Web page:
Man, I love this cartoon.
This was the first of Disney’s “mini-classics” that fell into the awkward category of not being a full-length animated feature, but also not as brief as the Mickey Mouse shorts. (Note: that was “brief Mickey Mouse shorts” not “short Mickey Mouse briefs” — either way I’m starting to feel uncomfortable so let’s forget I even brought it up.)
I grew up watching The Reluctant Dragon on a VHS that packaged it with a great little short (again, the kind of little shorts that are great) called Morris the Midget Moose. The Reluctant Dragon itself is only 20 minutes.
What makes this cartoon even more unique is that it was originally released as part of a longer live-action film that takes the audience on a tour of the then-new Walt Disney Studios in Burbank. This full version is on Netflix right now, by the way, but if you just want the 20-minute cartoon you can skip to about 53:30.
If you do want to sit through the full version, you’ll get to see the first of the Goofy “how-to” cartoons called How to Ride a Horse, and other cool things like Clarence Nash performing the voice of Donald Duck plus a fascinating glimpse on the sound stage for an unused portion of the “Casey Junior” song from Dumbo. Walt Disney himself also makes a brief showing. (Yet again, that’s “brief showing” not…ah, nevermind.)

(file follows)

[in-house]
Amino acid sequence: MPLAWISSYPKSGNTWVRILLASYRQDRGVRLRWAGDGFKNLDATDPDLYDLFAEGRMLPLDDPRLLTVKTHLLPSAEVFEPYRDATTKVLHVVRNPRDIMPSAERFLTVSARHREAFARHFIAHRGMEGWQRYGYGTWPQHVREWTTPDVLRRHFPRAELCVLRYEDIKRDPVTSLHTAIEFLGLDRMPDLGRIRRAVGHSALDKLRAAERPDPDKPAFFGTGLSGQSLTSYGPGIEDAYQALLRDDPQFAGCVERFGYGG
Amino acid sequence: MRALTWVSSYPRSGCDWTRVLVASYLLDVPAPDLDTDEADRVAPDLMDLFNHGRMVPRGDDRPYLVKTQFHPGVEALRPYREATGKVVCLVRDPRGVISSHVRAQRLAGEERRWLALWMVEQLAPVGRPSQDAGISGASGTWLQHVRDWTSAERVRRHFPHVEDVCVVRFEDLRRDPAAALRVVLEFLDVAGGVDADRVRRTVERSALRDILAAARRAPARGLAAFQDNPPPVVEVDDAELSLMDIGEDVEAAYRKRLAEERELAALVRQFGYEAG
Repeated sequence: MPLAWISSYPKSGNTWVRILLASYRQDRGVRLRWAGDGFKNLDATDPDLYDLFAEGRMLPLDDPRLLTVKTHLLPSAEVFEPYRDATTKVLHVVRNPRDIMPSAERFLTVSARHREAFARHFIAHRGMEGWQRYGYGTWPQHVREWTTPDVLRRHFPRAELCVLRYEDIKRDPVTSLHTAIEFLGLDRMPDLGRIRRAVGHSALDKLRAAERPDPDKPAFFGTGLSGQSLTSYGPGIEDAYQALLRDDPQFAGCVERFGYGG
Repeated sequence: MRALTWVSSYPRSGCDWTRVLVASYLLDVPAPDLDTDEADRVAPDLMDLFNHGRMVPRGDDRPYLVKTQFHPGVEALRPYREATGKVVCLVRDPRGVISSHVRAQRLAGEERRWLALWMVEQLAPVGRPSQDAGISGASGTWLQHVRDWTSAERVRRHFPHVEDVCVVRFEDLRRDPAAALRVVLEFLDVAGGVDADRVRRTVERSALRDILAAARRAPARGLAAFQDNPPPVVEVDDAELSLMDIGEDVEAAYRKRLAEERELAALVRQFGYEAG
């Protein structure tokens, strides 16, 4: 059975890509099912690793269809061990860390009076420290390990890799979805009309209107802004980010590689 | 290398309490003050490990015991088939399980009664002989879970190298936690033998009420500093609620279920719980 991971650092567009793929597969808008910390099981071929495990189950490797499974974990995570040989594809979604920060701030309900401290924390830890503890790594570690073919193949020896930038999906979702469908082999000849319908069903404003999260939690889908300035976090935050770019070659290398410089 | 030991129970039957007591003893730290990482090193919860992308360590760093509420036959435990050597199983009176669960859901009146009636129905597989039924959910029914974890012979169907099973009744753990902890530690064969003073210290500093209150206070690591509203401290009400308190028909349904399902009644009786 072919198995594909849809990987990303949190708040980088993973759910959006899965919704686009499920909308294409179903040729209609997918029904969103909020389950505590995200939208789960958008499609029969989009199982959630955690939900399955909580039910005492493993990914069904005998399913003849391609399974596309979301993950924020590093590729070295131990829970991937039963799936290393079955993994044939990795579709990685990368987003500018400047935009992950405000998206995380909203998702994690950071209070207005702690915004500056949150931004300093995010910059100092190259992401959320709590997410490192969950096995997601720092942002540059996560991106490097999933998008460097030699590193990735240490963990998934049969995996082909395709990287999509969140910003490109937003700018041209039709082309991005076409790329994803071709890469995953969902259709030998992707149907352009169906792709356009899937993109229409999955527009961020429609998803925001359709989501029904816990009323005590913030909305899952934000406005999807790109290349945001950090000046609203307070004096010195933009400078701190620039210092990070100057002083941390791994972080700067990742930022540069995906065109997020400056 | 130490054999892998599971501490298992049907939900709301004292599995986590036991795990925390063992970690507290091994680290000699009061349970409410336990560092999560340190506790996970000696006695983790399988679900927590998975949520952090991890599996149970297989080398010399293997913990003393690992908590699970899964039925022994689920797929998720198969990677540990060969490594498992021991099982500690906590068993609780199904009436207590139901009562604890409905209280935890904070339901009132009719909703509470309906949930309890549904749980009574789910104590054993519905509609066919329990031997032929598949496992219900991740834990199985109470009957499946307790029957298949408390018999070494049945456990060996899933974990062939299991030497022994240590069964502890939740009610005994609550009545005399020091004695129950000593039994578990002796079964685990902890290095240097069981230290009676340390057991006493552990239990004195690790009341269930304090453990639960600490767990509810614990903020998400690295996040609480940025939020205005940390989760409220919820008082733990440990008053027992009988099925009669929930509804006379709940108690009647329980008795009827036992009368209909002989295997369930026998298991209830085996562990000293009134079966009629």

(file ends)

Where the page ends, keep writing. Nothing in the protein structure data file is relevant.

While you may or may not appreciate the studio tour, The Reluctant Dragon cartoon itself is just a fun, happy, ridiculous cartoon. Nobody famous provides the voices, but Claud Allister (who plays Sir Giles) would later play Rat in another beloved mini-classic called The Wind in the Willows.
OH, SOMETHING YOU SHOULD KNOW: I once met two short boxers who had a brief skiff.
And now today’s lesson: Enemies don’t have to be enemies. Just as the dragon and Sir Giles found common ground in poetry, so we can build bridges on the commonalities we share with others. This bridge building requires greater civility than is currently displayed—in person and online.
The human race wouldn’t last long if we sought to destroy everyone who held different beliefs from ourselves. Anybody can love those who love them — the real hallmark of a charitable person is learning to do good to them which hate you.
“For if ye love them which love you, what reward have ye?” — Matthew 5:46